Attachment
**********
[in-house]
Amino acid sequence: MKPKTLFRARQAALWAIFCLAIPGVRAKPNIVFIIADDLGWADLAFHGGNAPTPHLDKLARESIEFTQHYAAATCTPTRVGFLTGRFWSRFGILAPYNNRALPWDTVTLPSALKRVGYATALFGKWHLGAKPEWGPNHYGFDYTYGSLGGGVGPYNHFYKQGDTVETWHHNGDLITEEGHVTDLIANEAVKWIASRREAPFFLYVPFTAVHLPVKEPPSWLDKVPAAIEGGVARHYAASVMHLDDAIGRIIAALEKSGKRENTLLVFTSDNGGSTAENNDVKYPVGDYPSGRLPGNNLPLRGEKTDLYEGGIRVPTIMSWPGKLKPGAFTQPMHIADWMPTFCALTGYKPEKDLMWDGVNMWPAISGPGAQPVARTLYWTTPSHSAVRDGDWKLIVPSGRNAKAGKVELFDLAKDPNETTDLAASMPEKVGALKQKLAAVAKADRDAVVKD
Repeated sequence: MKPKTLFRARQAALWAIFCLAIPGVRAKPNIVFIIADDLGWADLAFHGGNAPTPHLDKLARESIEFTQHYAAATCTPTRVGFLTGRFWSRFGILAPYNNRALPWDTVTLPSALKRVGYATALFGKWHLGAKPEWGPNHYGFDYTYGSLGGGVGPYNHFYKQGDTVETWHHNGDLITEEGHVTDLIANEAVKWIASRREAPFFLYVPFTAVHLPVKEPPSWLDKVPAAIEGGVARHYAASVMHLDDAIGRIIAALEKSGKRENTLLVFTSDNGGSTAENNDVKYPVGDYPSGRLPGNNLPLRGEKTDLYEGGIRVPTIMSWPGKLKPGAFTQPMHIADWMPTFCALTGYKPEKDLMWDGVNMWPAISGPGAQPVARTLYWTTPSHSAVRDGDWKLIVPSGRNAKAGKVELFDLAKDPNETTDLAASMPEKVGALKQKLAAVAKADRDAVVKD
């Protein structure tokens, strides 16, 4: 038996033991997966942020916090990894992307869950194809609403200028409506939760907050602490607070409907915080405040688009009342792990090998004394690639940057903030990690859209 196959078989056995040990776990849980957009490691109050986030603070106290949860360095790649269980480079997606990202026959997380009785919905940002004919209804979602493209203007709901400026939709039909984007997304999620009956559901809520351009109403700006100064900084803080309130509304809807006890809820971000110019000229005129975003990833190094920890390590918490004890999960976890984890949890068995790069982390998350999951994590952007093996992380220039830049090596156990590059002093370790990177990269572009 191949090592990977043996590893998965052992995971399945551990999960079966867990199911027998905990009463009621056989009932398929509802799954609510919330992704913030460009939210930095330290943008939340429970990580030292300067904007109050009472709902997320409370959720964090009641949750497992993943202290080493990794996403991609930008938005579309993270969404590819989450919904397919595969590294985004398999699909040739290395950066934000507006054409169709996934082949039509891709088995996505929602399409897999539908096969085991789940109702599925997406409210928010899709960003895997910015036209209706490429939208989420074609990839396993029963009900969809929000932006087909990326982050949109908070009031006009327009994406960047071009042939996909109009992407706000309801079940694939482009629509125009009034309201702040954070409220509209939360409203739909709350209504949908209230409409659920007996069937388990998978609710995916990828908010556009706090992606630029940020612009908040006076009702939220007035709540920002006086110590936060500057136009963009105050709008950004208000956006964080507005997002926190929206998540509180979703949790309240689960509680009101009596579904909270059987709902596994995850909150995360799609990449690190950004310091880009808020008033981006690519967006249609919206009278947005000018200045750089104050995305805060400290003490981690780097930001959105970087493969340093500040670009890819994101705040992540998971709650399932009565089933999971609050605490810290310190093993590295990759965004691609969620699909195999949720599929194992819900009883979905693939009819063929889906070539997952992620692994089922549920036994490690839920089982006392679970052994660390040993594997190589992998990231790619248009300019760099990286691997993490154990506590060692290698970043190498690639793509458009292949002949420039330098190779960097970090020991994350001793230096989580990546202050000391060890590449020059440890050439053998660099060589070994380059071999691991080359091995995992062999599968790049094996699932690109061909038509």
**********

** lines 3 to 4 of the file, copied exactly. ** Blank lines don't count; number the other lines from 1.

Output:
Repeated sequence: MKPKTLFRARQAALWAIFCLAIPGVRAKPNIVFIIADDLGWADLAFHGGNAPTPHLDKLARESIEFTQHYAAATCTPTRVGFLTGRFWSRFGILAPYNNRALPWDTVTLPSALKRVGYATALFGKWHLGAKPEWGPNHYGFDYTYGSLGGGVGPYNHFYKQGDTVETWHHNGDLITEEGHVTDLIANEAVKWIASRREAPFFLYVPFTAVHLPVKEPPSWLDKVPAAIEGGVARHYAASVMHLDDAIGRIIAALEKSGKRENTLLVFTSDNGGSTAENNDVKYPVGDYPSGRLPGNNLPLRGEKTDLYEGGIRVPTIMSWPGKLKPGAFTQPMHIADWMPTFCALTGYKPEKDLMWDGVNMWPAISGPGAQPVARTLYWTTPSHSAVRDGDWKLIVPSGRNAKAGKVELFDLAKDPNETTDLAASMPEKVGALKQKLAAVAKADRDAVVKD
């Protein structure tokens, strides 16, 4: 038996033991997966942020916090990894992307869950194809609403200028409506939760907050602490607070409907915080405040688009009342792990090998004394690639940057903030990690859209 196959078989056995040990776990849980957009490691109050986030603070106290949860360095790649269980480079997606990202026959997380009785919905940002004919209804979602493209203007709901400026939709039909984007997304999620009956559901809520351009109403700006100064900084803080309130509304809807006890809820971000110019000229005129975003990833190094920890390590918490004890999960976890984890949890068995790069982390998350999951994590952007093996992380220039830049090596156990590059002093370790990177990269572009 191949090592990977043996590893998965052992995971399945551990999960079966867990199911027998905990009463009621056989009932398929509802799954609510919330992704913030460009939210930095330290943008939340429970990580030292300067904007109050009472709902997320409370959720964090009641949750497992993943202290080493990794996403991609930008938005579309993270969404590819989450919904397919595969590294985004398999699909040739290395950066934000507006054409169709996934082949039509891709088995996505929602399409897999539908096969085991789940109702599925997406409210928010899709960003895997910015036209209706490429939208989420074609990839396993029963009900969809929000932006087909990326982050949109908070009031006009327009994406960047071009042939996909109009992407706000309801079940694939482009629509125009009034309201702040954070409220509209939360409203739909709350209504949908209230409409659920007996069937388990998978609710995916990828908010556009706090992606630029940020612009908040006076009702939220007035709540920002006086110590936060500057136009963009105050709008950004208000956006964080507005997002926190929206998540509180979703949790309240689960509680009101009596579904909270059987709902596994995850909150995360799609990449690190950004310091880009808020008033981006690519967006249609919206009278947005000018200045750089104050995305805060400290003490981690780097930001959105970087493969340093500040670009890819994101705040992540998971709650399932009565089933999971609050605490810290310190093993590295990759965004691609969620699909195999949720599929194992819900009883979905693939009819063929889906070539997952992620692994089922549920036994490690839920089982006392679970052994660390040993594997190589992998990231790619248009300019760099990286691997993490154990506590060692290698970043190498690639793509458009292949002949420039330098190779960097970090020991994350001793230096989580990546202050000391060890590449020059440890050439053998660099060589070994380059071999691991080359091995995992062999599968790049094996699932690109061909038509």